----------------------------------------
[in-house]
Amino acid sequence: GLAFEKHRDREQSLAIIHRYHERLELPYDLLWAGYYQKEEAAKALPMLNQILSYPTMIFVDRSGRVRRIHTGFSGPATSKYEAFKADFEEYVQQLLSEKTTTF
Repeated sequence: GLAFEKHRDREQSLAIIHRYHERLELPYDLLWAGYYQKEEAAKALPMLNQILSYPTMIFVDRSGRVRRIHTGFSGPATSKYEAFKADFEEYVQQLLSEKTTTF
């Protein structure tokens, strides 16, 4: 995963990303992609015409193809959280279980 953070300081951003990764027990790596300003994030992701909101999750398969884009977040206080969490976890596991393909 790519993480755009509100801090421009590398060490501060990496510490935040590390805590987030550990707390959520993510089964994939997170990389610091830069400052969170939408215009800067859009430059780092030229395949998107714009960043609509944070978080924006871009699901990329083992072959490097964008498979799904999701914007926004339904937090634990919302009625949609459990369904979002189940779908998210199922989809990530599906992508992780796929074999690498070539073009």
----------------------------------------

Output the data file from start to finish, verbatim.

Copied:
[in-house]
Amino acid sequence: GLAFEKHRDREQSLAIIHRYHERLELPYDLLWAGYYQKEEAAKALPMLNQILSYPTMIFVDRSGRVRRIHTGFSGPATSKYEAFKADFEEYVQQLLSEKTTTF
Repeated sequence: GLAFEKHRDREQSLAIIHRYHERLELPYDLLWAGYYQKEEAAKALPMLNQILSYPTMIFVDRSGRVRRIHTGFSGPATSKYEAFKADFEEYVQQLLSEKTTTF
């Protein structure tokens, strides 16, 4: 995963990303992609015409193809959280279980 953070300081951003990764027990790596300003994030992701909101999750398969884009977040206080969490976890596991393909 790519993480755009509100801090421009590398060490501060990496510490935040590390805590987030550990707390959520993510089964994939997170990389610091830069400052969170939408215009800067859009430059780092030229395949998107714009960043609509944070978080924006871009699901990329083992072959490097964008498979799904999701914007926004339904937090634990919302009625949609459990369904979002189940779908998210199922989809990530599906992508992780796929074999690498070539073009």